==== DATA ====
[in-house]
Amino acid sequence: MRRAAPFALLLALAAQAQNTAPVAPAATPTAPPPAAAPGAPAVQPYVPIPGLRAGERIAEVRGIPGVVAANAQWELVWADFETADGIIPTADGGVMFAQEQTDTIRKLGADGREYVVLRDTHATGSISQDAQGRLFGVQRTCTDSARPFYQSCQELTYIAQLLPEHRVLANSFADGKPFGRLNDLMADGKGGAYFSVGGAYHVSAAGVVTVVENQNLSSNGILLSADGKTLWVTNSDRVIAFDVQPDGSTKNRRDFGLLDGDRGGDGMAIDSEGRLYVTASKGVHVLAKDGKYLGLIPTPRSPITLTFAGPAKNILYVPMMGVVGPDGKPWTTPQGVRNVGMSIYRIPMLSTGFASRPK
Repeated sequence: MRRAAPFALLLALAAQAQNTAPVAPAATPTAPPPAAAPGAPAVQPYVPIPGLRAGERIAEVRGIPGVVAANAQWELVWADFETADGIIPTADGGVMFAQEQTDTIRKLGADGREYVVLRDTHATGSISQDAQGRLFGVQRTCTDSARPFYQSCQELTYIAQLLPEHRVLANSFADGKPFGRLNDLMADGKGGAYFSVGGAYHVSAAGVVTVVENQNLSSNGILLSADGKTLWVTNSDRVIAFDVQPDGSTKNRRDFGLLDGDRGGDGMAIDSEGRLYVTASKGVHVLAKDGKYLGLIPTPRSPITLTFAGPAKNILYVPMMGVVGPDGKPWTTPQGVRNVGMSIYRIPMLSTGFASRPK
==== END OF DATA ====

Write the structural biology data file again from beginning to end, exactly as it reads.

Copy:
[in-house]
Amino acid sequence: MRRAAPFALLLALAAQAQNTAPVAPAATPTAPPPAAAPGAPAVQPYVPIPGLRAGERIAEVRGIPGVVAANAQWELVWADFETADGIIPTADGGVMFAQEQTDTIRKLGADGREYVVLRDTHATGSISQDAQGRLFGVQRTCTDSARPFYQSCQELTYIAQLLPEHRVLANSFADGKPFGRLNDLMADGKGGAYFSVGGAYHVSAAGVVTVVENQNLSSNGILLSADGKTLWVTNSDRVIAFDVQPDGSTKNRRDFGLLDGDRGGDGMAIDSEGRLYVTASKGVHVLAKDGKYLGLIPTPRSPITLTFAGPAKNILYVPMMGVVGPDGKPWTTPQGVRNVGMSIYRIPMLSTGFASRPK
Repeated sequence: MRRAAPFALLLALAAQAQNTAPVAPAATPTAPPPAAAPGAPAVQPYVPIPGLRAGERIAEVRGIPGVVAANAQWELVWADFETADGIIPTADGGVMFAQEQTDTIRKLGADGREYVVLRDTHATGSISQDAQGRLFGVQRTCTDSARPFYQSCQELTYIAQLLPEHRVLANSFADGKPFGRLNDLMADGKGGAYFSVGGAYHVSAAGVVTVVENQNLSSNGILLSADGKTLWVTNSDRVIAFDVQPDGSTKNRRDFGLLDGDRGGDGMAIDSEGRLYVTASKGVHVLAKDGKYLGLIPTPRSPITLTFAGPAKNILYVPMMGVVGPDGKPWTTPQGVRNVGMSIYRIPMLSTGFASRPK